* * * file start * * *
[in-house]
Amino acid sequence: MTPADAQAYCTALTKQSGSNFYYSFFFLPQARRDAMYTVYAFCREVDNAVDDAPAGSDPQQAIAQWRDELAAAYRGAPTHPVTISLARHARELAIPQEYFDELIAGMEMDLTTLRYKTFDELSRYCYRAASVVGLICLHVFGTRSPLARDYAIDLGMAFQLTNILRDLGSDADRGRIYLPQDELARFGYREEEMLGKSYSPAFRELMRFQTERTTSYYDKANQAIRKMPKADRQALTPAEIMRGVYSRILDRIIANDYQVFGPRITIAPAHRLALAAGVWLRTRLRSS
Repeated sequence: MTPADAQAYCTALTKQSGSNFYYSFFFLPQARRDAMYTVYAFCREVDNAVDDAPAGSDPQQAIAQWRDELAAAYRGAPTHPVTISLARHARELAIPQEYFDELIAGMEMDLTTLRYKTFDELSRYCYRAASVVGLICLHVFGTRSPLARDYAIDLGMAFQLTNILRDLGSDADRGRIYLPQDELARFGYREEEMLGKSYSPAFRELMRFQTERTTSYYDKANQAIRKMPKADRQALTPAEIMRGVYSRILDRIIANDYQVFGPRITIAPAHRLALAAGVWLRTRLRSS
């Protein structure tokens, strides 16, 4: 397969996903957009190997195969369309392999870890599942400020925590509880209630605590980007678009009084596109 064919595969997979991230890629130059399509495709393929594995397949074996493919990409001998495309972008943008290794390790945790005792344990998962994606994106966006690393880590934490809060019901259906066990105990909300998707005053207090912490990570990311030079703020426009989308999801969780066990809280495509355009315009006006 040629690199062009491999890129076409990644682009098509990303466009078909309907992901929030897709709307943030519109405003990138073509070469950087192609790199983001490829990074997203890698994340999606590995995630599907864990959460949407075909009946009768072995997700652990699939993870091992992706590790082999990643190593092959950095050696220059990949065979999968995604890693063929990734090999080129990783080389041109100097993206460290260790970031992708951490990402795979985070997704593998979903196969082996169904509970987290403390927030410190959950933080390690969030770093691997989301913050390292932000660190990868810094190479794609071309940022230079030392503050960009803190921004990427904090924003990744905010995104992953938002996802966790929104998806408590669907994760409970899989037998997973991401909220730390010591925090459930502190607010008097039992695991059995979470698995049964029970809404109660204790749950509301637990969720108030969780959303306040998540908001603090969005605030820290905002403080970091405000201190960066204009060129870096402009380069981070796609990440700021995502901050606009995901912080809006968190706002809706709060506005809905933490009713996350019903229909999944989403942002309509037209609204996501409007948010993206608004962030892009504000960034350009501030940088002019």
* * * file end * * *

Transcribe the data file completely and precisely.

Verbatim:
[in-house]
Amino acid sequence: MTPADAQAYCTALTKQSGSNFYYSFFFLPQARRDAMYTVYAFCREVDNAVDDAPAGSDPQQAIAQWRDELAAAYRGAPTHPVTISLARHARELAIPQEYFDELIAGMEMDLTTLRYKTFDELSRYCYRAASVVGLICLHVFGTRSPLARDYAIDLGMAFQLTNILRDLGSDADRGRIYLPQDELARFGYREEEMLGKSYSPAFRELMRFQTERTTSYYDKANQAIRKMPKADRQALTPAEIMRGVYSRILDRIIANDYQVFGPRITIAPAHRLALAAGVWLRTRLRSS
Repeated sequence: MTPADAQAYCTALTKQSGSNFYYSFFFLPQARRDAMYTVYAFCREVDNAVDDAPAGSDPQQAIAQWRDELAAAYRGAPTHPVTISLARHARELAIPQEYFDELIAGMEMDLTTLRYKTFDELSRYCYRAASVVGLICLHVFGTRSPLARDYAIDLGMAFQLTNILRDLGSDADRGRIYLPQDELARFGYREEEMLGKSYSPAFRELMRFQTERTTSYYDKANQAIRKMPKADRQALTPAEIMRGVYSRILDRIIANDYQVFGPRITIAPAHRLALAAGVWLRTRLRSS
């Protein structure tokens, strides 16, 4: 397969996903957009190997195969369309392999870890599942400020925590509880209630605590980007678009009084596109 064919595969997979991230890629130059399509495709393929594995397949074996493919990409001998495309972008943008290794390790945790005792344990998962994606994106966006690393880590934490809060019901259906066990105990909300998707005053207090912490990570990311030079703020426009989308999801969780066990809280495509355009315009006006 040629690199062009491999890129076409990644682009098509990303466009078909309907992901929030897709709307943030519109405003990138073509070469950087192609790199983001490829990074997203890698994340999606590995995630599907864990959460949407075909009946009768072995997700652990699939993870091992992706590790082999990643190593092959950095050696220059990949065979999968995604890693063929990734090999080129990783080389041109100097993206460290260790970031992708951490990402795979985070997704593998979903196969082996169904509970987290403390927030410190959950933080390690969030770093691997989301913050390292932000660190990868810094190479794609071309940022230079030392503050960009803190921004990427904090924003990744905010995104992953938002996802966790929104998806408590669907994760409970899989037998997973991401909220730390010591925090459930502190607010008097039992695991059995979470698995049964029970809404109660204790749950509301637990969720108030969780959303306040998540908001603090969005605030820290905002403080970091405000201190960066204009060129870096402009380069981070796609990440700021995502901050606009995901912080809006968190706002809706709060506005809905933490009713996350019903229909999944989403942002309509037209609204996501409007948010993206608004962030892009504000960034350009501030940088002019």